Escape from reality
I’ve been binge-watching Breaking Bad over the holidays — about that some other time — and this has been on my mind.
The real world is so serious, so I am going to run-run-run runaway.
That is the Aston Martin DB5 used by 007 in Goldfinger. I saw it here, a short walk from my usual cubbyhole in DC. Back in the 1990s, when the internet was a new thing, there was a raging debate among the nerds about which was the best Bond flick. Typically, Goldfinger came out on top, with The Spy Who Loved Me coming a close second. I liked both, and saw merit in both Connery and Moore’s interpretations. I loved Brosnan as Mr Steele — that show being a pretty good intro to classic noir. But he was a flop as 007. I was one of the doubters when Craig got the role. Well, he has simultaneously been the best and worst Bond in his first two outings. With Sam Mendes in charge, I have a good feeling about how he will end.
Goldfinger wasn’t the first Bond movie I was exposed to. Some time in the late 1980s, when VCRs were still a status symbol in Dhaka, I caught this at a friend’s place.
It was around the same time that I first read Masud Rana. The East Bengali spy had been deputed to Egypt before the Six-Day War, trying to find an Israeli agent. I was caught reading the book at school, and was duly punished — the caning wasn’t as bad as not knowing how the damn thing ended. It would be many years before I discovered the original.
Ken Follett was, however, not really my thing. I found classic Forsyth to be lot cooler.
The trailer tells you why The Day of the Jackal is a classic. But I prefer The Dogs of War. Perhaps it’s something to do with being from a coup-prone country myself. But think about it — you know how Jackal would end, De Gaulle lived, didn’t he? Would you have seen the end of The Dogs coming?
Now, one might argue that keeping you hooked for several hundred pages when you know the ending is a mighty feat. Of course, it is. It goes to show how great a writer Forsyth was. A shame his later books are so much weaker.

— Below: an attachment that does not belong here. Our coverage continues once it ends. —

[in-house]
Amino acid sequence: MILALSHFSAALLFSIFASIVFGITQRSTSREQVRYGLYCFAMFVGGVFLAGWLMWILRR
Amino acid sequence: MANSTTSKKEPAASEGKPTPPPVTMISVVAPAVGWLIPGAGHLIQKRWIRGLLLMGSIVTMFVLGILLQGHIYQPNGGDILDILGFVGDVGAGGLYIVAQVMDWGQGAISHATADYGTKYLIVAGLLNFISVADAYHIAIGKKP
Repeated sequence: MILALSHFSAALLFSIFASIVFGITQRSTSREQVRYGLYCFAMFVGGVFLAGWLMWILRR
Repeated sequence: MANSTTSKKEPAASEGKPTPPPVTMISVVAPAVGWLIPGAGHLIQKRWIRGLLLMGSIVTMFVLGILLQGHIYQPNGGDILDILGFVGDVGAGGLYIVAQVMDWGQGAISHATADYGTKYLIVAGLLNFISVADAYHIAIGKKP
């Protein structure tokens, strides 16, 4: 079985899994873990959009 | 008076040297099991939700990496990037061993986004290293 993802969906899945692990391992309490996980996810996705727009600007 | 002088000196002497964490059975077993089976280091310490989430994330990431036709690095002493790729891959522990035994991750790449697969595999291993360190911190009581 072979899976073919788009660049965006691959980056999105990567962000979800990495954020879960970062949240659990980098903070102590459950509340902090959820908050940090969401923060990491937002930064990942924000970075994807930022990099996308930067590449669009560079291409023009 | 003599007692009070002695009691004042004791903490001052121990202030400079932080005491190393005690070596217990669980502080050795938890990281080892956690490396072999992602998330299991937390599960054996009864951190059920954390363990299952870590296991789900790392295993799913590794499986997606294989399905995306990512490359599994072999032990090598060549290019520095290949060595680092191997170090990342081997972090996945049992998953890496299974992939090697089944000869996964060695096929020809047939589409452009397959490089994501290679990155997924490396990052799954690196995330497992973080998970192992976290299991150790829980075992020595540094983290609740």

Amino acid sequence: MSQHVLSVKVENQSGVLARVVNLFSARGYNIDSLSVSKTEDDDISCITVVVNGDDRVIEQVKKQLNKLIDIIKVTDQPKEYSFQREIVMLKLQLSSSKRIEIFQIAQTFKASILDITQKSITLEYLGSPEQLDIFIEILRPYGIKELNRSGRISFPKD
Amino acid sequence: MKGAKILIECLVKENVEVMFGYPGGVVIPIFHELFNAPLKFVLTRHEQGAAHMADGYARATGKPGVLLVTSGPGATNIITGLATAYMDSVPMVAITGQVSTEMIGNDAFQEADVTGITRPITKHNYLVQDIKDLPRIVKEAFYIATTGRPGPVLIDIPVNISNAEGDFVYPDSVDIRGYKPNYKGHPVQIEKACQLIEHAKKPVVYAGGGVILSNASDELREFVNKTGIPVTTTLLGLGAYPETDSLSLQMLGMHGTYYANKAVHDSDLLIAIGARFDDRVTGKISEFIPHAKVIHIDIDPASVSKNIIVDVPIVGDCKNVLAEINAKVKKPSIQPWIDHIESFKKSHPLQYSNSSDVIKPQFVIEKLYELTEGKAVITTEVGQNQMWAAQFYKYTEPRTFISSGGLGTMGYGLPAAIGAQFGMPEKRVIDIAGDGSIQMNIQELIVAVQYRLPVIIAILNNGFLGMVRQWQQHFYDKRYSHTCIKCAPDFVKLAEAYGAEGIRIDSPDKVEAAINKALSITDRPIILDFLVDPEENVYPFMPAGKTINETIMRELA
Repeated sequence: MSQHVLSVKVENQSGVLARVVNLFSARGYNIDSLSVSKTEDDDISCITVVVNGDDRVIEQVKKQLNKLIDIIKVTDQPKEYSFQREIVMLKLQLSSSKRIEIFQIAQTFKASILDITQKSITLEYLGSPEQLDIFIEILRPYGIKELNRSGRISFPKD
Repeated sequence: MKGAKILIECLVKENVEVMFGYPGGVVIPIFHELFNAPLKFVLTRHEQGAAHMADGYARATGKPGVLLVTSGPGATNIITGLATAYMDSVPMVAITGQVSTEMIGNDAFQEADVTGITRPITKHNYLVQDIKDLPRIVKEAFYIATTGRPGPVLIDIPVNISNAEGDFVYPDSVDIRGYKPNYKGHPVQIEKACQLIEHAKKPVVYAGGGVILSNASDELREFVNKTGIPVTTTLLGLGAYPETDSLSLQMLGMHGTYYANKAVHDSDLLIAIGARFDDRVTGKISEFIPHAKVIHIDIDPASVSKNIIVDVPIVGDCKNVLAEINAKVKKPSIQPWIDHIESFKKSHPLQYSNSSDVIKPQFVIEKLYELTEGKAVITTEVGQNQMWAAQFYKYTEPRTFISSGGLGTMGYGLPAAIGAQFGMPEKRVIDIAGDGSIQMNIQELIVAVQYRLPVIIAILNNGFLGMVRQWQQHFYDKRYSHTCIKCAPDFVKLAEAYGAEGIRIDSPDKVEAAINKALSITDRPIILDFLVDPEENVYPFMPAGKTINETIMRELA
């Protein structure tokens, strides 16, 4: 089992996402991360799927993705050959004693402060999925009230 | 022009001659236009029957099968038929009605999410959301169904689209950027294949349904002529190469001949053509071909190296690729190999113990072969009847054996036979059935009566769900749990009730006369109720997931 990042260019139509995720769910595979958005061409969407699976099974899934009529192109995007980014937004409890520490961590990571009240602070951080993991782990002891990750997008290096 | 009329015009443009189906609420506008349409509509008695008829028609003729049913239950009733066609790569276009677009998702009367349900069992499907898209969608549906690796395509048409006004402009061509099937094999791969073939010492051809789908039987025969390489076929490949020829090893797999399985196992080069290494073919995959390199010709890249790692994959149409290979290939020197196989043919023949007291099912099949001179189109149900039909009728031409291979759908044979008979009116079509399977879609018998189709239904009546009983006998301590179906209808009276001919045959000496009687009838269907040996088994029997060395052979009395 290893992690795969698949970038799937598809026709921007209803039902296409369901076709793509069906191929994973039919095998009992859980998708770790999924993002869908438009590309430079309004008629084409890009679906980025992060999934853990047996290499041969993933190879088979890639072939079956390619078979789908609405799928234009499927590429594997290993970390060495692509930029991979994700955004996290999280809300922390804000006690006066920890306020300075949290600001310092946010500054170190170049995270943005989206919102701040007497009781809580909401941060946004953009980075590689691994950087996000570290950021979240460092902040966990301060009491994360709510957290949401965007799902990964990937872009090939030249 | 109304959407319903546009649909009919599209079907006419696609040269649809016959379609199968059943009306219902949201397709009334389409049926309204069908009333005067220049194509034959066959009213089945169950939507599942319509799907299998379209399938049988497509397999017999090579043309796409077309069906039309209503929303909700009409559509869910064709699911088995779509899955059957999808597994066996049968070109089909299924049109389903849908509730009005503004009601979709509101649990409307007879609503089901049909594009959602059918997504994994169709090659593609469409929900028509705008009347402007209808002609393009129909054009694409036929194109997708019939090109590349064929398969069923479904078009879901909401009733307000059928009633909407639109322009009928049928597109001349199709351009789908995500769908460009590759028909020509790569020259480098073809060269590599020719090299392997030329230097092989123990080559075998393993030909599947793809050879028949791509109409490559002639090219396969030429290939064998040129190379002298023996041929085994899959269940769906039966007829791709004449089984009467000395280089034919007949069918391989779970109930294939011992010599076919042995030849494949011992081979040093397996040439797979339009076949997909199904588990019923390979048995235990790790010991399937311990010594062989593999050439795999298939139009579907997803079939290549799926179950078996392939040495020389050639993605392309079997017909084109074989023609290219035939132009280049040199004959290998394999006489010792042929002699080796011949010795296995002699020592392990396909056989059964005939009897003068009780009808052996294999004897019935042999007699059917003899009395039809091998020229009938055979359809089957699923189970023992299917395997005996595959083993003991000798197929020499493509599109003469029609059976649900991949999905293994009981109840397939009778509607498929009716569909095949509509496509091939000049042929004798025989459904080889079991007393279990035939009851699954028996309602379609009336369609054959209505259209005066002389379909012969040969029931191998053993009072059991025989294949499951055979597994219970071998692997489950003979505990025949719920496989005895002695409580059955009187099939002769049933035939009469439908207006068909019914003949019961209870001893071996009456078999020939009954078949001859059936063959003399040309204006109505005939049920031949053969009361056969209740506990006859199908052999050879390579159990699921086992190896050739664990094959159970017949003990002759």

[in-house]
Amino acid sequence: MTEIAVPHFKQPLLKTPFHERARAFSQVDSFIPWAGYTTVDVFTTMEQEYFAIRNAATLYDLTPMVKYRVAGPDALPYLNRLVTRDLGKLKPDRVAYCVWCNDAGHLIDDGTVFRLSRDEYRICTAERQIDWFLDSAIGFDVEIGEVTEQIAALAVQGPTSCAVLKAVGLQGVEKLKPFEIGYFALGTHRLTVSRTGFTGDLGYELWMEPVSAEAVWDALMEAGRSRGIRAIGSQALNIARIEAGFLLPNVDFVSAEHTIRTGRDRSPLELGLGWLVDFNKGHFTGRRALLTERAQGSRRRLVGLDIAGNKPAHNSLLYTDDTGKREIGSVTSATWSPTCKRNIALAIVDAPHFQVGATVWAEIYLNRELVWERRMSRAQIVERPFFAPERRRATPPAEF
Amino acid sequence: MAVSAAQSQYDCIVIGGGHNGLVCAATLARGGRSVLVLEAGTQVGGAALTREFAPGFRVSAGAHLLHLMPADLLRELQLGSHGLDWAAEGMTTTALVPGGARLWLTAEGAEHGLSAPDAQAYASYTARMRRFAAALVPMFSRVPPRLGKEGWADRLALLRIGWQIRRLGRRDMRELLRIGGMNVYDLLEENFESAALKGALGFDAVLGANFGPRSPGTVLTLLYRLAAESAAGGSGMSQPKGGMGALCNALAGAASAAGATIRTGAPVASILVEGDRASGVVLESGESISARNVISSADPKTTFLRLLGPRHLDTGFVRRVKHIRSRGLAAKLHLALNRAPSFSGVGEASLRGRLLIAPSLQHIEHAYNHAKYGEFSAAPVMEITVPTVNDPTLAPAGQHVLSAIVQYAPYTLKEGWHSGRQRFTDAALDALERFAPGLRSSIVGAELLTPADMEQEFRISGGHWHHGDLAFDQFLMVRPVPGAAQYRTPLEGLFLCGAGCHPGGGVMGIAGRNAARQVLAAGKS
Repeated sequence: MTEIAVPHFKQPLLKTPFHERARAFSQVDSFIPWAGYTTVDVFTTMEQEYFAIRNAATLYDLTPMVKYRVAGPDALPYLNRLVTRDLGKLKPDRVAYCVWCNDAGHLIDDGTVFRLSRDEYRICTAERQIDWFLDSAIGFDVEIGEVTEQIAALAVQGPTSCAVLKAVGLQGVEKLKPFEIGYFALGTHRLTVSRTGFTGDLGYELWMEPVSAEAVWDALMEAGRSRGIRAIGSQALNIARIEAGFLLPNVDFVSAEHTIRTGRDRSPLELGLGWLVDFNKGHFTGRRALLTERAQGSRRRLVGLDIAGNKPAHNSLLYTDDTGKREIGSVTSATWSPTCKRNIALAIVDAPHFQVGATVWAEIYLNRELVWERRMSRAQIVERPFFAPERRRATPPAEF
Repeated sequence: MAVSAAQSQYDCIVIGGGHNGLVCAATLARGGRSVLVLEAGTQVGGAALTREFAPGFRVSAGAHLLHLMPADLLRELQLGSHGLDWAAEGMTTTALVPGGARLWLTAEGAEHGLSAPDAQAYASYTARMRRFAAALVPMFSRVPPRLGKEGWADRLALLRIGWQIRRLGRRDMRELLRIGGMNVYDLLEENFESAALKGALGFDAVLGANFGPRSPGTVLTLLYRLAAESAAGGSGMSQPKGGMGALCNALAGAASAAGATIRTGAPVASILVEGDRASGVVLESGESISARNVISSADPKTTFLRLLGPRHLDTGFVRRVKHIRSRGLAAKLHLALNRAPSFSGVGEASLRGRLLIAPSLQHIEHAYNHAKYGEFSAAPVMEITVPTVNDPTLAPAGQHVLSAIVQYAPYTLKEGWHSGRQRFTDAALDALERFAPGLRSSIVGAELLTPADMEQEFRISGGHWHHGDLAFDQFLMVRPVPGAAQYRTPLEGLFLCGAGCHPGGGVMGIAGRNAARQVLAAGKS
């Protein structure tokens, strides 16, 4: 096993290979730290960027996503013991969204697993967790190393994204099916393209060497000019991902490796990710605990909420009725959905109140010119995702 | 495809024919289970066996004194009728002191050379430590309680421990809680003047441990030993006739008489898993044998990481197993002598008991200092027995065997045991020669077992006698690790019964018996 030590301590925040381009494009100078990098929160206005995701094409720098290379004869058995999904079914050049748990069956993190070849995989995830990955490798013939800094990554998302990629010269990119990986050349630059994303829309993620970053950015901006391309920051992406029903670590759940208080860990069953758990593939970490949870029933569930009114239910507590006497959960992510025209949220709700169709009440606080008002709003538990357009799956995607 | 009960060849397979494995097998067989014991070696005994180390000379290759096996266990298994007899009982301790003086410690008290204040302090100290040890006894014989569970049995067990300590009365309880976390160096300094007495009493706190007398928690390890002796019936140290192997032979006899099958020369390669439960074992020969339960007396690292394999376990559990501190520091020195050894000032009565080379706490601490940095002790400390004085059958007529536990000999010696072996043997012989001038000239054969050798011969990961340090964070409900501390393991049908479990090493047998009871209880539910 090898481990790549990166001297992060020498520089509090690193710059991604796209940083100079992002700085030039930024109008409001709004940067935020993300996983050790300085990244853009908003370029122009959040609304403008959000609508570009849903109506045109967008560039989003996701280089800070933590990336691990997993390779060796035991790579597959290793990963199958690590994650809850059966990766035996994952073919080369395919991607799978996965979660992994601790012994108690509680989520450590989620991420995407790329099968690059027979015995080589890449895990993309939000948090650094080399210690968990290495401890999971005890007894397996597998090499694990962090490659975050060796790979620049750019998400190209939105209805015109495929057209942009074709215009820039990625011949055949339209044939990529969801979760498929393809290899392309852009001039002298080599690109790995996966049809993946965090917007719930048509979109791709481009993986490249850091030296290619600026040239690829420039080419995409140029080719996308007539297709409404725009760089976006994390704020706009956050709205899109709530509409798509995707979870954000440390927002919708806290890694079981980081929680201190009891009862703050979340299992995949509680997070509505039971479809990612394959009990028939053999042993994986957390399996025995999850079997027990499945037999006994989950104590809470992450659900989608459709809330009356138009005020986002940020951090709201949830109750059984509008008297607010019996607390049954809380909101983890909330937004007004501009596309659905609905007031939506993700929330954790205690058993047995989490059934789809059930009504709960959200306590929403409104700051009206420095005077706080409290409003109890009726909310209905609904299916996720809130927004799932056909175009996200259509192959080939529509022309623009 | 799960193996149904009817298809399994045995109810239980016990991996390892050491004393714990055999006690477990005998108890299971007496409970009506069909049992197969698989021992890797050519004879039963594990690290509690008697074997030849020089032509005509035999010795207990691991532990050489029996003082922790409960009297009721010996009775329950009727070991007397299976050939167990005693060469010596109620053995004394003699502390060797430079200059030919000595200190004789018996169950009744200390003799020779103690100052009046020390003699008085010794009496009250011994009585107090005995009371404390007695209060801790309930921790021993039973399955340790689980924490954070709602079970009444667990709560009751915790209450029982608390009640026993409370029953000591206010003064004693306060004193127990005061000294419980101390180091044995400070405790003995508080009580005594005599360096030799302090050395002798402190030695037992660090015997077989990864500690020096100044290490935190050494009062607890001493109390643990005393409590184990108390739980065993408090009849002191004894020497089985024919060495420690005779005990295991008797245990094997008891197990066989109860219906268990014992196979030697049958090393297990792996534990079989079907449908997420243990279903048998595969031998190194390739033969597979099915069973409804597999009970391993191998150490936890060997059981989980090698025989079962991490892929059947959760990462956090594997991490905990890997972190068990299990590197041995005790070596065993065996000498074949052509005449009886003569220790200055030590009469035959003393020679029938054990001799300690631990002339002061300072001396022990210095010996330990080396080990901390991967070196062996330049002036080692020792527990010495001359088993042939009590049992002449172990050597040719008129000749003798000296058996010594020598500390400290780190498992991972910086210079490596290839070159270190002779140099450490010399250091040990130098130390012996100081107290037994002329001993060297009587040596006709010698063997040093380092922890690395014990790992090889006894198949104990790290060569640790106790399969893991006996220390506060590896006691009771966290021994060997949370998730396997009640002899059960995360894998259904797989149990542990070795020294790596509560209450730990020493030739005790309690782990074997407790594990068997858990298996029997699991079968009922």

Another author who went from good — no, bloody good — to ordinary — no, ridiculously crap — is Clancy. The early Jack Ryan novels, politics aside, were fun to read. But after Clear and Present Danger, they became very bad very quickly.
One author I found to be more-or-less consistent throughout his career is Alistair MacLean. Whether it’s war action like The Guns of Navarone or Where Eagles Dare, cold war espionage like The Last Frontier, or a straight out revenge story like Fear is the Key (my favourite) — MacLean’s tight stories of heroes-against-the-odds, delivered in a fast-paced narration, can still keep me up at night.
Interestingly, MacLean didn’t write much in the inter-war era, whereas I think that’s a very fertile ground for thrillers. Think about it. In the Cold War setting, it was pretty clear that East Europeans didn’t want to live under the Soviets. Whether it’s a Le Carre’s scarred Smiley or dhishum dhishum Bond, there were clear goodies and baddies. The inter-war setting is different. Here, the Nazis are clearly baddies. But the war hasn’t actually started yet, and people don’t actually realise how evil the Nazis are. From high society elites in London and Paris to the cabbie who lost his arm in the last war and doesn’t want to see his son blown up in another to the battered housewife who has to deal with a drunken unemployed husband, there are many otherwise good people who think Chamberlain has a point.
Not quite the inter-war, but the new Byomkesh movie seems to be set against a similar backdrop. Let’s see how it plays out.